The Youth Development Center at the Bismarck YMCA has more than 200 children on its waiting list and the list had to be closed, center director Carmen Traeholt said. A couple of years ago, that number was about 100.
State aid for child care providers and parents has increased in an effort to shorten waiting lists and help pay for the rising prices being charged for care. More families now qualify for help with child care costs through the North Dakota Department of Human Services, and more grants are now available to encourage more providers to open or expand facilities.
"The cost of child care can take up a large portion of a family's income," said Carol Cartledge, Department of Human Services' Economic Assistance Policy Division director. "These changes will help more working families afford quality child care for their children."
Costs for care also have risen. According to North Dakota Child Care Resource and Referral, infant care in Burleigh County cost an average of $612 per month at a child care center in 2012. That number was $544 per month for 3- to 5-year-olds. In 2008 those numbers were $576 per month and $494 respectively.
Traeholt said the reason for the rising cost of care is related to providers' costs going up. She said the YMCA had to make adjustments to try to keep staff. The cost of gas has increased transport costs, as well as the cost of food.
The department's Child Care Assistance Program helps eligible families pay for child care while they work or attend school. Legislators recently increased the qualifying income levels and reduced family co-payments for care to try to help with the rising cost of child care.
Coverage has been expanded to families who make 85 percent of the state medium income. A family of three can now have a gross income up to $4,915 per month and still qualify for the program.
"We historically only assisted low income families," Cartledge said. "This expands the program to families with moderate income. This will have the biggest impact on that group of families."
Becky Berger, who operates a day care out of her home in Mandan, has had several families who received assistance. She said the program has helped them in the past and could definitely help even more people now. She said the assistance also will ensure children are getting good care because the state money can only be used on a licensed provider. She said it is hard enough for parents to afford tuition for one child: "What happens if they have two or three children?"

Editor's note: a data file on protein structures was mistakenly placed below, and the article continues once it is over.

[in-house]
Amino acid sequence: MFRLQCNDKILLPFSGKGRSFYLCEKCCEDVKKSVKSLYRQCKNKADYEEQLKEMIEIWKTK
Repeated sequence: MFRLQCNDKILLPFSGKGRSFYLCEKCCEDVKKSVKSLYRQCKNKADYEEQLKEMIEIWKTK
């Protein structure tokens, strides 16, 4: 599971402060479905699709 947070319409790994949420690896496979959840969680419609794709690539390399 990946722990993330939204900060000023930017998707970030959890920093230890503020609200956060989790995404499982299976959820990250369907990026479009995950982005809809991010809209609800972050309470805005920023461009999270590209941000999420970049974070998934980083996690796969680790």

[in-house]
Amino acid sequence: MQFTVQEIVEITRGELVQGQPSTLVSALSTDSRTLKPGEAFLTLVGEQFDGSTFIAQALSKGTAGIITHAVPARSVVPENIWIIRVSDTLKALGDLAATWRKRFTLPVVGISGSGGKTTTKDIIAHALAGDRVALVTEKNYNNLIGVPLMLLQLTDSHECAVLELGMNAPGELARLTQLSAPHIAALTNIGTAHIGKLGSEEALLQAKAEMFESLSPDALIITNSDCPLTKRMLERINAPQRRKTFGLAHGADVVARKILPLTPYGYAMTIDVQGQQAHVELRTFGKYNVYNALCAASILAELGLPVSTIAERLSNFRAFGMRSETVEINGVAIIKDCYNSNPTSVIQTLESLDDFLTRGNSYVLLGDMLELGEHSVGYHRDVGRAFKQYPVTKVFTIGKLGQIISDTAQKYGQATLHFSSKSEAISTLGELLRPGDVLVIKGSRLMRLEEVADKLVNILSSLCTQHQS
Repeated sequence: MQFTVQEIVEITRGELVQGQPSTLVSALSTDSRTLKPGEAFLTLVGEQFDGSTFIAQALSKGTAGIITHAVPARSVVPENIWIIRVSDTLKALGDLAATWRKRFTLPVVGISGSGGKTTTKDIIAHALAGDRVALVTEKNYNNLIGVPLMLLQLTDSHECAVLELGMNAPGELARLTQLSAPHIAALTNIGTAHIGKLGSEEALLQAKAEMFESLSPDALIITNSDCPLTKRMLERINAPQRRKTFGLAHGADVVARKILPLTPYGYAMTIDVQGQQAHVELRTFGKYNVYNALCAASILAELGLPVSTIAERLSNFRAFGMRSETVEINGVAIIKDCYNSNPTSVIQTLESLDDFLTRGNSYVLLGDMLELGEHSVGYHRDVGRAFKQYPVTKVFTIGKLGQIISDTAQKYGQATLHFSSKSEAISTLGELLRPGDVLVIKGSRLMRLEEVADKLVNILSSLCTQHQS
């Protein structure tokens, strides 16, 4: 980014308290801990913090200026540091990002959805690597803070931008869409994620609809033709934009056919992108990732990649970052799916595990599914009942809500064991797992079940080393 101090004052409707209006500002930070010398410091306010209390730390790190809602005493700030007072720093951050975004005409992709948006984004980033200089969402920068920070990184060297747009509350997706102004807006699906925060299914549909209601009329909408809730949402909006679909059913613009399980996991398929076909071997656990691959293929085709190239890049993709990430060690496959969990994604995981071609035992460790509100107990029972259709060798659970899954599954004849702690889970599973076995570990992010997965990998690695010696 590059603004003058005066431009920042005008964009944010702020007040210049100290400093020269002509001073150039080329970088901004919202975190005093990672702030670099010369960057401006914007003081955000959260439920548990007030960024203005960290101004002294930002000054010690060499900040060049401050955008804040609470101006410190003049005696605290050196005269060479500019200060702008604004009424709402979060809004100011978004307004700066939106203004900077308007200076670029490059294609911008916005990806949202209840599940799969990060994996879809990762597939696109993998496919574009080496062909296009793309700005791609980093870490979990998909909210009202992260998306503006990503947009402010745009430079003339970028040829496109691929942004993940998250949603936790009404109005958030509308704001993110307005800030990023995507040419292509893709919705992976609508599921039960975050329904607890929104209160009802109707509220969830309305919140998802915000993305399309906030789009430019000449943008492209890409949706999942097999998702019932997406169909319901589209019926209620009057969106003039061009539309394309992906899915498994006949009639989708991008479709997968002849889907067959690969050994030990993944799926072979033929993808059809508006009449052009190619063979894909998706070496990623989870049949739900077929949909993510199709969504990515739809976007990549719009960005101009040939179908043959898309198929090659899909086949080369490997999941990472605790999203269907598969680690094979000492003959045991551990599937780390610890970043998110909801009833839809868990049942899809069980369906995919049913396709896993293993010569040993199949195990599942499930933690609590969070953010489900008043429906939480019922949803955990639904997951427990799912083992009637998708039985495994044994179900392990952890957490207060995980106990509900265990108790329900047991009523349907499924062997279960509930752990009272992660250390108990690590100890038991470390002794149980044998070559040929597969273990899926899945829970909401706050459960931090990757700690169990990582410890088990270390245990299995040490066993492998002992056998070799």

Cartledge said there was a great deal of discussion about child care assistance to families and facilities this legislative session, and these funding changes came about as part of that discussion.
The care assistance program serves about 2,420 children per month. The average monthly payment per family is $407. The maximum paid by the state for infant care is $663. Assistance amounts vary, with the lowest-income families receiving the most help.
"Over the last couple of years, because the income level in North Dakota has increased, we needed to take a look at it (the program)," Cartledge said. "We needed to keep pace with that increase in order to help more families."
The program is funded by the federal Child Care and Development Block Grant, along with state funds. This year, it received $2.5 million from the state general fund. Cartledge said the department predicts it will be able to assist 400 to 500 additional families over the next two years.
"We're feeling very excited and encouraged by the effort," said Jennifer Barry, early childhood services administrator for the Department of Human Services. "We're hopeful that we will see some positive impact."
Families can apply online at http://1.usa.gov/173l3mO or by contacting a county social service office.
Parents need to provide a form of identification, children's birth certificates, pay stubs for all income in the previous and current month, and a work or education schedule.
Barry said in addition to helping families, the department also has more money for expanding existing day care programs and starting new programs. There also are child care grants through the North Dakota Department of Commerce and additional money for centers that serve special needs children.
Berger said the grant money could be a big help to others starting a day care but she doesn't qualify because she doesn't have the ability to expand her one person operation past caring for 12 children. Traeholt said it will be too late for the YMCA to apply this year, but next year the YMCA plans to apply for grants to open two classrooms in the new Mandan YMCA.